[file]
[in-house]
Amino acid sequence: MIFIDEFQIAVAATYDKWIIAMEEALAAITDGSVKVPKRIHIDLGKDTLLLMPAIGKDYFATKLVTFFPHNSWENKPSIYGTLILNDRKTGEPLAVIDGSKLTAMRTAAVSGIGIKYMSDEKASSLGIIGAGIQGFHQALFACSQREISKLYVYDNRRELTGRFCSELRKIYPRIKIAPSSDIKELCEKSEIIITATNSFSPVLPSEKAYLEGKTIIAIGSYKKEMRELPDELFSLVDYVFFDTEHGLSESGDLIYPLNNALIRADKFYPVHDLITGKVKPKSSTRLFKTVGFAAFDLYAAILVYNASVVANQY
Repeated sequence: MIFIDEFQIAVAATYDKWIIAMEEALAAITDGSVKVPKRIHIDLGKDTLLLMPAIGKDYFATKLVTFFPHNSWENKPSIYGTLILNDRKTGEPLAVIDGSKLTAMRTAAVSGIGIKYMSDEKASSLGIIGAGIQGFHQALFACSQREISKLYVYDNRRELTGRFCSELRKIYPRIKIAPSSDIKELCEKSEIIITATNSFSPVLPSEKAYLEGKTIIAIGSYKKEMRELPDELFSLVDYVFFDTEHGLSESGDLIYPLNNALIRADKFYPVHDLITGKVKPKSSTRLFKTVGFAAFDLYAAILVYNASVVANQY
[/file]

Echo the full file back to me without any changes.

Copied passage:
[in-house]
Amino acid sequence: MIFIDEFQIAVAATYDKWIIAMEEALAAITDGSVKVPKRIHIDLGKDTLLLMPAIGKDYFATKLVTFFPHNSWENKPSIYGTLILNDRKTGEPLAVIDGSKLTAMRTAAVSGIGIKYMSDEKASSLGIIGAGIQGFHQALFACSQREISKLYVYDNRRELTGRFCSELRKIYPRIKIAPSSDIKELCEKSEIIITATNSFSPVLPSEKAYLEGKTIIAIGSYKKEMRELPDELFSLVDYVFFDTEHGLSESGDLIYPLNNALIRADKFYPVHDLITGKVKPKSSTRLFKTVGFAAFDLYAAILVYNASVVANQY
Repeated sequence: MIFIDEFQIAVAATYDKWIIAMEEALAAITDGSVKVPKRIHIDLGKDTLLLMPAIGKDYFATKLVTFFPHNSWENKPSIYGTLILNDRKTGEPLAVIDGSKLTAMRTAAVSGIGIKYMSDEKASSLGIIGAGIQGFHQALFACSQREISKLYVYDNRRELTGRFCSELRKIYPRIKIAPSSDIKELCEKSEIIITATNSFSPVLPSEKAYLEGKTIIAIGSYKKEMRELPDELFSLVDYVFFDTEHGLSESGDLIYPLNNALIRADKFYPVHDLITGKVKPKSSTRLFKTVGFAAFDLYAAILVYNASVVANQY